Concerns Erupt Over Google Cloud Service
Lawrence LeBlond for RedOrbit.com
There is a catch, however.
Any uploaded content by users basically gives Google and its partners license to use, reproduce, modify, publish, and distribute said content, according to the site´s terms of service.
A lesser known cloud service, SugarSync, does not appear to address the issue of “what´s yours is yours” anywhere at all in its policy.
While Apple, Dropbox, Microsoft, and even Google all claim they do not claim ownership of your stuff, they all still need permission from [you] to be able to deliver their services effectively. And their expansive privacy policies are in place to protect you, but also to protect them. But privacy policies can change, and not all the time will you be notified when that happens.
But Mountain View, California-based Google said Wednesday that it will not own any uploaded digital documents from its users, but it would electronically scan the files to allow users to access their documents from multiple devices.
“As our terms of service make clear, ℠what belongs to you stays yours.´ You own your files and control their sharing, plain and simple,” a spokesman for Google told the Boston Globe (Michael B. Farrell). “Our terms of service enable us to give you the services you want – so if you decide to share a document with someone, or open it on a different device, you can.”
But not all agree.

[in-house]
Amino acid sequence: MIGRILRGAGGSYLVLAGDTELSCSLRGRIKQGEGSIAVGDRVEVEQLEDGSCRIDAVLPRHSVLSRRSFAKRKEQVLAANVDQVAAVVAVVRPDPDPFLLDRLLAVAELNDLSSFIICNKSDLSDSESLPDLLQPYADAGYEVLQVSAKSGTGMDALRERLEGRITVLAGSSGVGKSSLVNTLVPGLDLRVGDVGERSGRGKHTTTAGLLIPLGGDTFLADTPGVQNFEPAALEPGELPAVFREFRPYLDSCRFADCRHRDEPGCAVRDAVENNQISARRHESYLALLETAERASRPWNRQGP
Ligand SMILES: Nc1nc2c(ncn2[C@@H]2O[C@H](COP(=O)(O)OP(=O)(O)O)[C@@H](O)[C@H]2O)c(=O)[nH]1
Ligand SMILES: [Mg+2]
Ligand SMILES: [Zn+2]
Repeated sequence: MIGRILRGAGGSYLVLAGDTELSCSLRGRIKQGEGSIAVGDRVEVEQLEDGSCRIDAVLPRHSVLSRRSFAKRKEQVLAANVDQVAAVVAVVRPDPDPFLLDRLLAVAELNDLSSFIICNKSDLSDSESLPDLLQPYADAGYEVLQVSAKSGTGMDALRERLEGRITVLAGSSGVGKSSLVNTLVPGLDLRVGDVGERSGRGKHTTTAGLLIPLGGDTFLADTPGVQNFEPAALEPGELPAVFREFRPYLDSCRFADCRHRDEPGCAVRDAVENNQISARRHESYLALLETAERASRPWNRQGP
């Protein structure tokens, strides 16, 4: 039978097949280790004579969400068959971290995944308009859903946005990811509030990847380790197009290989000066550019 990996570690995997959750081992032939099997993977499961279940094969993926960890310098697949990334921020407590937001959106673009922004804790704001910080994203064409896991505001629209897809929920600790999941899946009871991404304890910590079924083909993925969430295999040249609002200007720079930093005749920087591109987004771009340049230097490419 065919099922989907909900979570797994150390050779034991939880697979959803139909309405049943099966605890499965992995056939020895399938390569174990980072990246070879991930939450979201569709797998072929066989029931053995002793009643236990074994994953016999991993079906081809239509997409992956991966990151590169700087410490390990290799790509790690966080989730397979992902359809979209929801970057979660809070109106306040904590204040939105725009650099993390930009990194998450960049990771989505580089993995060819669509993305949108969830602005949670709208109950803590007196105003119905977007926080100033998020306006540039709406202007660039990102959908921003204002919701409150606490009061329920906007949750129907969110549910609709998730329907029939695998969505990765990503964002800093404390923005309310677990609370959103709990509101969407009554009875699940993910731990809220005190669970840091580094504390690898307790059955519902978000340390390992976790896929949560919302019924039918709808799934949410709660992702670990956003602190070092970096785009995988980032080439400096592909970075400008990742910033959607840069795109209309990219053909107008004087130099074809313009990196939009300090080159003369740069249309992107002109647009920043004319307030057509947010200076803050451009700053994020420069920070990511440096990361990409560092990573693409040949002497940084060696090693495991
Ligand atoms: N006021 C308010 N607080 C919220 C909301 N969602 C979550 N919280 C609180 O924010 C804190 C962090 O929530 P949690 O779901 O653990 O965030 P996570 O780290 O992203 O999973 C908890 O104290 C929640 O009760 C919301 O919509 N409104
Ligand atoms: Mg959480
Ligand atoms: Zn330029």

Some tech bloggers said Google´s newly updated policy conveys a much different message. They pointed to one section of the terms of service policy that looks to give the company rights to anything stored on Drive.
That section reads: “When you upload or otherwise submit content to our Services, you give Google (and those we work with) a worldwide license to use, host, store, reproduce, modify, create derivative works (such as those resulting from translations, adaptations or other changes that we make so that your content works better with our Services), communicate, publish, publicly perform, publicly display and distribute such content.”
But Corynne McSherry, intellectual property director at online privacy firm Electronic Frontier Foundation, told the Globe’s Michael B. Farrell that the legal language is rather benign. She said such policies allow Google and other online storage providers to share stored data with others. Yet, they can only do so if the user grants permission.
“I don´t think this policy is all that unusual online,” said McSherry. She feels that, in the end, criticism and confusion over Google´s permission policy could benefit cloud service users: they may tend to actually read the terms of service that beforehand they never paid attention to.
It should be noted that Google and its rivals are accountable for making a profit, and abusing use of customer data would do more harm than good for such companies, making it much less likely that your data would be compromised.
However, there is always a risk when you store material in the cloud. But it seems, based on the popularity of such services, that many are willing to accept that risk for instant access to all their stuff.